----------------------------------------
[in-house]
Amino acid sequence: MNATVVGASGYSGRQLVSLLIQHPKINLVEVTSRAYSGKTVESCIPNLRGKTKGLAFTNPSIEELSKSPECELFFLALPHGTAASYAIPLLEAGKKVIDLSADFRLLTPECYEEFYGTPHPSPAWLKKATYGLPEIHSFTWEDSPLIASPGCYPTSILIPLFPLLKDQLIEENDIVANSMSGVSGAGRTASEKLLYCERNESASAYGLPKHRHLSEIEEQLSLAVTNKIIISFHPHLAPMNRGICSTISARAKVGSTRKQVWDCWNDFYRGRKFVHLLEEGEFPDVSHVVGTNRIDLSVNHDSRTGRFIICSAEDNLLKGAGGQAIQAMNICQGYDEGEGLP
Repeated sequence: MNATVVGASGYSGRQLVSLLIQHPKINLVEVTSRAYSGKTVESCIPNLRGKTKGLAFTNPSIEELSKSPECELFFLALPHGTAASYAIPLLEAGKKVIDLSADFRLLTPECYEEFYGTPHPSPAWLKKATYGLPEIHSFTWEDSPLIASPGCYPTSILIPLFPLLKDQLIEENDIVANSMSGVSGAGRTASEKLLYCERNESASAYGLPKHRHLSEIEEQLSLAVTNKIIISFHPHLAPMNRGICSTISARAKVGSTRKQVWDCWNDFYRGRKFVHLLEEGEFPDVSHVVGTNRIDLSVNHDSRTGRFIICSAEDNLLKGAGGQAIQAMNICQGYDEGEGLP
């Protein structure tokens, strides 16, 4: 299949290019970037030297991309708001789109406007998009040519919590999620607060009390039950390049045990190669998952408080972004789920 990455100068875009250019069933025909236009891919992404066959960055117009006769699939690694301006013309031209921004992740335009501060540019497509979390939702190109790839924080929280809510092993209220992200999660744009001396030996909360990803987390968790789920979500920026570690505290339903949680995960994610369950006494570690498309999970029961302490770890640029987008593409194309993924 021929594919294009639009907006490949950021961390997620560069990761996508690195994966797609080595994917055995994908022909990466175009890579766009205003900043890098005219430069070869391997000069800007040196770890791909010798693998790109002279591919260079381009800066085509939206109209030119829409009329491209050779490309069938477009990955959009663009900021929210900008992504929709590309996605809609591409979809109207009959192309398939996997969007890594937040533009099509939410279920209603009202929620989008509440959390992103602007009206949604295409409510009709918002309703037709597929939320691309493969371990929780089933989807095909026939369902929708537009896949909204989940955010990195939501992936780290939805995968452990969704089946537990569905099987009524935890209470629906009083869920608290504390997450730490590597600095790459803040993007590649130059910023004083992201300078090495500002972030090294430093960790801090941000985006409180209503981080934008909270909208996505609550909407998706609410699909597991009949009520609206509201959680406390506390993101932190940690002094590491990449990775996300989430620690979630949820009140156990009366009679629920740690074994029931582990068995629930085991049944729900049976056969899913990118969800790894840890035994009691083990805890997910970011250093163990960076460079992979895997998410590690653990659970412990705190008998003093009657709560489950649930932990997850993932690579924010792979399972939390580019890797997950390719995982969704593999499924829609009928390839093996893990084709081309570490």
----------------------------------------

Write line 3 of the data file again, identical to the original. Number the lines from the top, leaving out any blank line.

Repeated sequence: MNATVVGASGYSGRQLVSLLIQHPKINLVEVTSRAYSGKTVESCIPNLRGKTKGLAFTNPSIEELSKSPECELFFLALPHGTAASYAIPLLEAGKKVIDLSADFRLLTPECYEEFYGTPHPSPAWLKKATYGLPEIHSFTWEDSPLIASPGCYPTSILIPLFPLLKDQLIEENDIVANSMSGVSGAGRTASEKLLYCERNESASAYGLPKHRHLSEIEEQLSLAVTNKIIISFHPHLAPMNRGICSTISARAKVGSTRKQVWDCWNDFYRGRKFVHLLEEGEFPDVSHVVGTNRIDLSVNHDSRTGRFIICSAEDNLLKGAGGQAIQAMNICQGYDEGEGLP